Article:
The regulation of gene expression by controlling the production and stability of messenger RNA (mRNA) in the context of the cellular environment is critical for normal cell function. Imbalance in mRNA levels is deleterious for the cell as well as the organism. The exosome is a key mediator of 3′-to-5′ exo- and endonucleolytic RNA degradation and has a central role in maintaining proper mRNA levels in the nucleus and the cytoplasm in eukaryotes (Kilchert et al., 2016 Nature RMCB). However, the exosome is rather unspecific and has a low intrinsic nucleolytic activity and, currently, we do not understand how the exosome targets specific mRNAs for efficient degradation. This has important clinical implications as dysregulation of the exosome function leads to severe neurological diseases such as spinal muscular atrophy, pontocerebellar hypoplasia, and infantile leukodystrophy. Learning more about the mechanisms that underpin exosome regulation will, in turn, help us to understand how these pathogenic states arise in humans in instances where exosome function is perturbed. Highly conserved proteins that interact with the 5′-terminal methylguanylate cap structure on mRNAs such as Cbc20, Cbc80, and Ars2 have been implicated in the regulation of RNA degradation and gene silencing mediated by the exosome complex.

 

In this project, we aim to understand the function of Cbc20, Cbc80 and Ars2 by studying in molecular detail how these factors guide the targeting and activation of the exosome. The project will bring together two highly complementary host laboratories (headed by Dr. Lidia Vasilieva at the University of Oxford and Dr. Eugene Valkov at the NCI/NIH in Frederick, U.S.A.) to address this important biological problem. Both laboratories will synergize to apply the latest biochemical, structural, genetic and transcriptomic approaches to ensure an excellent training opportunity in multidisciplinary molecular biology. In the course of their doctoral studies, the student will receive extensive training in protein production and purification, X-ray crystallography and/or single-particle cryoEM, functional biochemistry, genetics and functional genomics. Production and reconstitution of multisubunit complexes, as well as functional biochemical and transcriptomic analyses, will be carried at Oxford whilst the structural aspects of the project will be at the NIH. New mechanistic insights into the function of the exosome cofactors will be highly impactful and advance our understanding of how they regulate the exosome function in controlling the stability of individual mRNA targets. This fundamental new knowledge will advance our understanding of how cells execute different programs of gene expression in health and disease.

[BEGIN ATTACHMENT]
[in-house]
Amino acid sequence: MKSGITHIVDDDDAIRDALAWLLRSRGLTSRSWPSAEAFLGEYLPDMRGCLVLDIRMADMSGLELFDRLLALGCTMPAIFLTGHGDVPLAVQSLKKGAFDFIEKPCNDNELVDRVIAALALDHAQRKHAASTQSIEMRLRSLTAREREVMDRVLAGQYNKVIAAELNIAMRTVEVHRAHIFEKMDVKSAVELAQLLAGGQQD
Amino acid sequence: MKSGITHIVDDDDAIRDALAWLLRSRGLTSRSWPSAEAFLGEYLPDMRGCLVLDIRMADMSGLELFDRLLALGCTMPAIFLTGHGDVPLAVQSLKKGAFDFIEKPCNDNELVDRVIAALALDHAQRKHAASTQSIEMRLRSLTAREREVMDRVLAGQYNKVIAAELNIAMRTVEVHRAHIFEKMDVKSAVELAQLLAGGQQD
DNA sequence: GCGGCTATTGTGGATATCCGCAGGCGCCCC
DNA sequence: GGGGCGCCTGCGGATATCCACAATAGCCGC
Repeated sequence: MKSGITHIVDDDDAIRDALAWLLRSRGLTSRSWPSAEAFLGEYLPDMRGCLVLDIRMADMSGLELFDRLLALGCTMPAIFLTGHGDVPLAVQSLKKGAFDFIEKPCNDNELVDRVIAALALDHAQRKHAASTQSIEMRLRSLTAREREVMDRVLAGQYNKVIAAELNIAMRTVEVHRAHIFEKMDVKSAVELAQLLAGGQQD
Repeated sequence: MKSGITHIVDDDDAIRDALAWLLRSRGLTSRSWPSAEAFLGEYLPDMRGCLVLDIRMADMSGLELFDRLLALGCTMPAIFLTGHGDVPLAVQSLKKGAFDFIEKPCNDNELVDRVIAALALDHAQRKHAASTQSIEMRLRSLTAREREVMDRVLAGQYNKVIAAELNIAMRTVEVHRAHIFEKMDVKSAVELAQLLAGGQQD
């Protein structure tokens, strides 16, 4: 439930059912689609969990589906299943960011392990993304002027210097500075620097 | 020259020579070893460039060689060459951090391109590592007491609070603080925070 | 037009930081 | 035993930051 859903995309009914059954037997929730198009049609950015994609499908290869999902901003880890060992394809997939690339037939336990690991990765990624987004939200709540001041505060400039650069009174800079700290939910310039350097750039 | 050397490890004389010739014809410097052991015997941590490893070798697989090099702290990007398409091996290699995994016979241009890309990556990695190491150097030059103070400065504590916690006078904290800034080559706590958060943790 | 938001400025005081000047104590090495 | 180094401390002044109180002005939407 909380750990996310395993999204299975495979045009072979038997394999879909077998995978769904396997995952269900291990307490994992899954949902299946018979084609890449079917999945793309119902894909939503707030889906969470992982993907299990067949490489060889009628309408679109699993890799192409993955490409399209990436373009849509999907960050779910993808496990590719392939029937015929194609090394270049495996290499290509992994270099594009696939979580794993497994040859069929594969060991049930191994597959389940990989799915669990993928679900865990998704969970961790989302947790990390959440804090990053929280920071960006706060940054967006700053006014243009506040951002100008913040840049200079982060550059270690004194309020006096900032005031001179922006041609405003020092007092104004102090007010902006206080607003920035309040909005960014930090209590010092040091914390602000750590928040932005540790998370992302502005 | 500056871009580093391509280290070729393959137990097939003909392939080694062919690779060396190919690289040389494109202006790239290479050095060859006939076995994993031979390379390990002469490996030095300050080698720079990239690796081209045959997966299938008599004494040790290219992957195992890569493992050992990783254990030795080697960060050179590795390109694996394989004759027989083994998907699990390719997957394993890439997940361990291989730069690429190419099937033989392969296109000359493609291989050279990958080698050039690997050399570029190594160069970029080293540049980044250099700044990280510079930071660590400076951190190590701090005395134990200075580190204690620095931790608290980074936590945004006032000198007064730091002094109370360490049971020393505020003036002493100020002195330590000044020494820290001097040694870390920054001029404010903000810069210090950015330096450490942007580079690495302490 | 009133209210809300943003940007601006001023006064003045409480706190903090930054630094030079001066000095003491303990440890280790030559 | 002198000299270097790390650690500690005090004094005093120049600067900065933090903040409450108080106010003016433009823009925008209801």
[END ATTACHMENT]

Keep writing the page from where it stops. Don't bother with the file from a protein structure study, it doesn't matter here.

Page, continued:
136
Category:
RNA Biology
Project:

Understanding the molecular mechanisms leading to R-loop-associated diseases

Project Listed Date:
Institute or Center:
National Institute of Child Health and Human Development (NICHD)
NIH Mentor:

Dr. Robert Crouch

UK Mentor:

Dr. Natalia Gromak

University:
Oxford
Project Details:

Unusual RNA/DNA structures (R-loops) are formed when the RNA hybridizes to a complementary DNA strand, displacing the other DNA strand in this process. R-loops are formed in all living organisms and play crucial roles in regulating gene expression, DNA and histone modifications, generation of antibody diversity, DNA replication and genome stability. R-loops are also implicated in human diseases, including neurodegeneration, cancer mitochondrial diseases and HIV-AIDs.

Collaboration between Prof Crouch (NIH) and Dr. Gromak (Oxford) labs will focus on understanding the regulation of R-loops and uncover the molecular mechanisms which lead to R-loop-associated diseases. We will employ state-of-the-art techniques including CRISPR, Mass Spectrometry and molecular biology approaches to understand the principles of R-loop biology in health and disease conditions. In the long term the findings from this project will be essential for the development of new therapeutic approaches for R-loop-associated disorders.